In the wake of the U.S. Supreme Court overturning Roe v. Wade, a woman in Virginia and a doctor in Chicago say that access to a drug widely used for treating autoimmune disorders is being restricted over abortion concerns.
Methotrexate is used to treat both cancer and various autoimmune disorders. The American College of Rheumatology describes it as "one of the most effective and commonly used medications in the treatment of rheumatoid arthritis and other forms of inflammatory arthritis, and also may be used to treat lupus, inflammatory myositis, vasculitis, and some forms of childhood arthritis."
But it's also used in an obstetric context to terminate ectopic pregnancies, which are pregnancies that result from an embryo implanting in tissue outside the uterus. These nonviable pregnancies are "a significant cause of pregnancy-related mortality and morbidity" and the "leading cause of hemorrhage-related mortality," according to the American College of Obstetrics and Gynecology.
Since the Supreme Court handed down its ruling in Dobbs v. Jackson Women's Health Organization, the decision that overturned Roe, one female lupus patient in Virginia and a rheumatology doctor in Chicago say that access to methotrexate has been hindered.
According to The Los Angeles Times, Becky Schwarz, a woman with the autoimmune disorder lupus, was denied her regular Methotrexate refill by her rheumatologist, who directly cited "the reversal of Roe v. Wade." Lupus can cause symptoms ranging from joint pains to a butterfly rash on the face, fevers, fatigue, hair loss, chest pain, and sores. To make matters more confusing, Schwarz lives in Virginia—a state where abortion is currently legal with no restrictions up to the end of the second trimester.
"i've never had an abortion but my access to healthcare has changed because Roe was overturned." Schwarz tweeted. "in less than one week i lost access to healthcare that i need because the drug could be used to induce abortions. it took 144 hours for me to have less safe healthcare because Roe was overturned."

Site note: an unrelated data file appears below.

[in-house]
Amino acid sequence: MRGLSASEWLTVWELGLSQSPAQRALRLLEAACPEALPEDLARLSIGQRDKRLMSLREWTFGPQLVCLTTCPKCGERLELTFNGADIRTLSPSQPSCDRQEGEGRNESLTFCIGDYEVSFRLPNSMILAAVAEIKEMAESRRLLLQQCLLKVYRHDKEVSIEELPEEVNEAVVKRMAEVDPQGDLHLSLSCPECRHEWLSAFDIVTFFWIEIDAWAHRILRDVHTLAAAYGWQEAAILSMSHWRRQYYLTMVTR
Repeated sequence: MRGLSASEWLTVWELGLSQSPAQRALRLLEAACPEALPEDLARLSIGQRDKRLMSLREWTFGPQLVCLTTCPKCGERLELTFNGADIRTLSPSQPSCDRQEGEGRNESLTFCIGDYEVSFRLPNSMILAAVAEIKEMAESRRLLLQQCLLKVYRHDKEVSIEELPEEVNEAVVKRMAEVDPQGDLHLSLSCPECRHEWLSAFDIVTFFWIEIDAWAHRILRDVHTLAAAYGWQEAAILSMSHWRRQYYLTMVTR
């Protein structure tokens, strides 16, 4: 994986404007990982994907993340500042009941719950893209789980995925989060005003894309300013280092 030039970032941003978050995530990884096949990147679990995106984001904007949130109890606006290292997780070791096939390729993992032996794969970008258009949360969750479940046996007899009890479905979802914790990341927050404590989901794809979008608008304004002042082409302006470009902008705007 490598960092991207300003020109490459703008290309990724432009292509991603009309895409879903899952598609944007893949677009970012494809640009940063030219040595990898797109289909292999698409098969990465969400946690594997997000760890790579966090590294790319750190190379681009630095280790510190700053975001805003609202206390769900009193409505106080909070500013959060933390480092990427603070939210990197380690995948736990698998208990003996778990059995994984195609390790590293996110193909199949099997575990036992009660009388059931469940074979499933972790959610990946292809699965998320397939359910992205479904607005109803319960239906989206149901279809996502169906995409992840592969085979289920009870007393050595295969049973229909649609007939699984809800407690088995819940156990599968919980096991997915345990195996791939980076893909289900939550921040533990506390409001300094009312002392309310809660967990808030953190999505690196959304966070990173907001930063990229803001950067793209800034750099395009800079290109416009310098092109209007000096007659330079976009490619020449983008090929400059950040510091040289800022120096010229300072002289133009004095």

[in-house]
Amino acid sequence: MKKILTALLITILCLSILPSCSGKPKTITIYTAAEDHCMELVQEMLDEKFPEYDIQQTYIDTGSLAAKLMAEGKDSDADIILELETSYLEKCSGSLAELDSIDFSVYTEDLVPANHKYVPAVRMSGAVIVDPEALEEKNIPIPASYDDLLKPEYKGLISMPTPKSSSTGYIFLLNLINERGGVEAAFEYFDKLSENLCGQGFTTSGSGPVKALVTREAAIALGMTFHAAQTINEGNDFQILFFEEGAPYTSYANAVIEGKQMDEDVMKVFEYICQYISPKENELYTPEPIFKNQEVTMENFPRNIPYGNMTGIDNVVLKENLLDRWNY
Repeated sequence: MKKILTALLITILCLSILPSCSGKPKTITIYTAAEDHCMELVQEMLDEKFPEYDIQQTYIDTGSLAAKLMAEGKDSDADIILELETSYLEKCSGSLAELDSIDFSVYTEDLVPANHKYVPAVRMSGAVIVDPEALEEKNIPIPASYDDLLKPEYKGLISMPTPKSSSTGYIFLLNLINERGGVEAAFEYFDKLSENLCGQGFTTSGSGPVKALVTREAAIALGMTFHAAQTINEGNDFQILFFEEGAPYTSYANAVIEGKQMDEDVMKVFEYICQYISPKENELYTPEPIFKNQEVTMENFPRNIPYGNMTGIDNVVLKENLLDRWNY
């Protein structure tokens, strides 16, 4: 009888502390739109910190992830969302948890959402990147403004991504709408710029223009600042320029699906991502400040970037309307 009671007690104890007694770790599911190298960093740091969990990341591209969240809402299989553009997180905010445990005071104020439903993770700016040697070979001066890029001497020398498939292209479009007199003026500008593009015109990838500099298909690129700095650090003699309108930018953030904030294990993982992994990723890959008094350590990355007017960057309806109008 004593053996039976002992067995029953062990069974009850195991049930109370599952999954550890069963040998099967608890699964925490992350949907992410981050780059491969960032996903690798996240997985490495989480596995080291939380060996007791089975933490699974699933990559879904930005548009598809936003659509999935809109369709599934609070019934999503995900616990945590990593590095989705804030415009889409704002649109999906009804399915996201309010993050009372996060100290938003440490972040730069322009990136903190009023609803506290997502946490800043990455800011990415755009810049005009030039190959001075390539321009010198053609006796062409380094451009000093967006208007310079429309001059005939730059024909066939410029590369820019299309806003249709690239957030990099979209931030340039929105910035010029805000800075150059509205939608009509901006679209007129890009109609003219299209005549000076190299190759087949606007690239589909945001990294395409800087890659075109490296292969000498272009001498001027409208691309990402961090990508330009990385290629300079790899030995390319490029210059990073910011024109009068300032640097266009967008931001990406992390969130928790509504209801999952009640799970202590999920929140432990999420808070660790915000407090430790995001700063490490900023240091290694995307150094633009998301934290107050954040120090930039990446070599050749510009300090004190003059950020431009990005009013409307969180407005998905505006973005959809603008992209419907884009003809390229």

It is not clear why Schwarz's doctor would no longer prescribe her the drug, or whether it's an isolated incident or an example of a trend. The Los Angeles Times piece reported only one other specific incident, shared with the reporter by Chicago physician Cuoghi Edens, regarding an 8-year-old girl in Texas whose pharmacist "initially refused to dispense" methotrexate because "Females of possible child bearing potential have to have diagnosis on hard copy with state abortion laws."
The American College of Rheumatology wrote on twitter that it is investigating whether and to what extent "rheumatology providers and patients are experiencing any widespread difficulty accessing methotrexate, or if any initial disruptions are potentially temporary and due to the independent actions of pharmacists trying to figure out what is and isn't allowed where they practice."
Reason reached out to the American College of Rheumatology for further comment, but did not receive a response by time of publication.
After her tweets drew media attention Schwarz wrote, "i would also like to clarify that this may be temporary in my state. i think some places are seeing large over corrections to avoid legal trouble." She continued, "if this is happening in a blue state with no trigger law, think of those in red states where abortion isn't even legal. and those states that have trigger laws causing extreme and immediate loss of access."
If these two cases are true, they tell us something important regardless of whether they are indicative of a larger trend: broadly written prohibitions create compliance confusion and impose unanticipated burdens on people who were not the intended targets of the ban.
As more states work to ban or limit abortion, lawmakers will need to take seriously the risks of writing laws too broadly and too vaguely. When anti-abortion legislation promises to punish wrongdoing, but doesn't precisely explain who can be punished and for what, the rational response for an uncertain provider or pharmacist is to err on the side of caution, in these cases, at the expense of patients.